to the kitchen they there attempted an indecent outrage on the person of her servant girl.
A squad of soldiers to the office of R. C. David and plundered it of about $1,000 in money and of much wearing apparel, and destroyed a stock of books, among which was a lot of fine Bibles and Testaments, which were torn, defaced,and kicked about the floor and trampled under foot.
A party of this command entered a house occupied by two females, M. E. Malone and S. B. Malone, and ransacked it throughout, carrying off the money which they found, and also the jewelry, plate, and female ornaments of value and interest to the owners, and destroying and spoiling the furniture of said house without cause.
For six or eight hours that day squads of soldiers visited the dwelling-house of Thomas S. Malone, breaking open is desk and carrying off or destroying valuable papers, notes of hand,and other property, to the value of about $4,500, more or less, acting rudely and violently toward the females of the family. This last was done chiefly by the men of Edgarton's battery. The plundering of saddles, bridles, blankets, &c., was by the Thirty-seventh Indiana Volunteers.
The same parties plundered the drug store of William D. Allen, destroying completely a set of surgical, obstetrical, and dental instruments, or carrying them away.
The store of Madison Thompson was broken open and plundered of a stock of goods worth about $3,000, and his stable was entered, and corn, oats, and fodder taken by different parties, who on his application for receipts replied "that they gave receipts at other places, but intended that this place should support them," or words to that effect.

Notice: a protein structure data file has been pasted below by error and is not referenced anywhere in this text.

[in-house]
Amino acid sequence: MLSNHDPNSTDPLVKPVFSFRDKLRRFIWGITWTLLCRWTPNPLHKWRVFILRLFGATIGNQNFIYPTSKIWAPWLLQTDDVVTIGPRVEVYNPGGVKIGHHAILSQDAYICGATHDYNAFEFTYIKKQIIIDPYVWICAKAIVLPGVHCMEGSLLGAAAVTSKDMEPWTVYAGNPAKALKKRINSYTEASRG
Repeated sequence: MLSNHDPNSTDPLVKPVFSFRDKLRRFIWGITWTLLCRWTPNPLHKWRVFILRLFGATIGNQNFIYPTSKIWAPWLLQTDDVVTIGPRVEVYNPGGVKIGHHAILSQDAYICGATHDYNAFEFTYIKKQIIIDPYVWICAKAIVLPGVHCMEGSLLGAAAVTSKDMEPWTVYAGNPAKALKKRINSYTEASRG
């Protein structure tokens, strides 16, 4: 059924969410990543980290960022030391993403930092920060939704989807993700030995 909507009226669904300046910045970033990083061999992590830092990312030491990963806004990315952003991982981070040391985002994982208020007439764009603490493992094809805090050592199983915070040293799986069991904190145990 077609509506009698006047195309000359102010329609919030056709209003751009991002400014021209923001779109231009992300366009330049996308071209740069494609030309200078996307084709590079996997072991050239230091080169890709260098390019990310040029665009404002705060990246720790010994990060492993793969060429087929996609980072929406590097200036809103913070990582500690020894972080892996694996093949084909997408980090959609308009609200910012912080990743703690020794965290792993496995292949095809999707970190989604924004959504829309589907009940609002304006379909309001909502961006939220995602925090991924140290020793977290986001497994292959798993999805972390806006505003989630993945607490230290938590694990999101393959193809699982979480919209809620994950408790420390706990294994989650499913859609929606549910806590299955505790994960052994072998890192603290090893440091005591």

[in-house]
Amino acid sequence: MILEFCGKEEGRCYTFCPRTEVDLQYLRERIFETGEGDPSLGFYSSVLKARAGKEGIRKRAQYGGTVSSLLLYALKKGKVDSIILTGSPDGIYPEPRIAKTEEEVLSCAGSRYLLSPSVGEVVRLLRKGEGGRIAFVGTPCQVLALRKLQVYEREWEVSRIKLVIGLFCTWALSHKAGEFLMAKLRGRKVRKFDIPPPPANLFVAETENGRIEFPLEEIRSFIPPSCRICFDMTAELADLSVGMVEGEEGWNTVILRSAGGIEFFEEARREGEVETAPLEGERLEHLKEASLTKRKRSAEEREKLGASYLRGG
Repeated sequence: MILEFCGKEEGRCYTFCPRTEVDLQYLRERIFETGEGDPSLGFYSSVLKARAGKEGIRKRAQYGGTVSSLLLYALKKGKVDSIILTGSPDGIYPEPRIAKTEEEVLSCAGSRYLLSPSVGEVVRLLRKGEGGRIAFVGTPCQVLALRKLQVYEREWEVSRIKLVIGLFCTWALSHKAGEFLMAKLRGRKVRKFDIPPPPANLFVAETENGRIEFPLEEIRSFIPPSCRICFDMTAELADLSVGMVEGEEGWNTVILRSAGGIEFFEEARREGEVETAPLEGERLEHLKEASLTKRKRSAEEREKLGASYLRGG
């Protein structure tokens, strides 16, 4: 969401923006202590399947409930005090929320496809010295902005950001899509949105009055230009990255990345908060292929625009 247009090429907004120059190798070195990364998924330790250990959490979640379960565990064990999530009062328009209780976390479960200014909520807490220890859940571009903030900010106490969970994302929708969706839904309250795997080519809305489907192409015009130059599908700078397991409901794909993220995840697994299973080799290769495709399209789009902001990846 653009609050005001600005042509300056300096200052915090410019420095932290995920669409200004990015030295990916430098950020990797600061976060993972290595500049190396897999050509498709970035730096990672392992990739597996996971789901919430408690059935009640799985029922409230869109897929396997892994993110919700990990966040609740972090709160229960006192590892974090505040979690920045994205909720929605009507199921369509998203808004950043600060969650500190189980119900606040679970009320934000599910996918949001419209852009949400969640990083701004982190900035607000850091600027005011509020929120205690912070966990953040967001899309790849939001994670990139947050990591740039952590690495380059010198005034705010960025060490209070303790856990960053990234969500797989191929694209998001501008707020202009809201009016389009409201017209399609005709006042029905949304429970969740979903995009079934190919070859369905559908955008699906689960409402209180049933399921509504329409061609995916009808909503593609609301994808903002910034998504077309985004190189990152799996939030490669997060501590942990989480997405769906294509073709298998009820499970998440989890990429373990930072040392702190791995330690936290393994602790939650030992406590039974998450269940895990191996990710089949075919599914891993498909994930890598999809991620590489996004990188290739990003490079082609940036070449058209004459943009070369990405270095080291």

The office of J. F. Lowell was broken open and a fine microscope and many geological specimens, together with many surgical instruments and books, carried off or destroyed.
Squads of soldiers, with force of arms, entered the private residence of John F. Malone and forced open all the locks of the doors, broke open all the drawers to the bureaus, the secretary, sideboard, wardrobes, and trunks in the house in the house, and rifled them of their contents, consisting of valuable clothing, silver-ware, silver-plate jewelry, a gold watch and chain, &c., and in the performing these outrages they used coarse, vulgar, and profane language to the females of the family. These squads came in large numbers and plundered the house thoroughly. They also broke open the law office of said Malone and destroyed his safe and damaged his books. A part of this bridge went to the plantation of the above-named Malone and quartered in the negro huts for weeks, debauching the females and roaming with the males over the surrounding country to plunder and pillage.
A mob of soldiers burst open the doors and windows of the business houses of Samuel Tanner, jr., and plundered them of their contents, consisting of sugar, coffee, boots and shoes, leather, and other merchandise.
Very soon after the command entered the town a party of soldiers broke into the silversmith shop and jewelry store toward by D. H. Friend, and plundered it of its contents and valuable to the amount of about $3,000.
A party of this command entered the house of R. S. Irwin and ordered his wife to cook dinner for them, and while she and her servant were so engaged they made the most indecent and beastly propositions to the latter in the presence of the whole family, and when the girl went away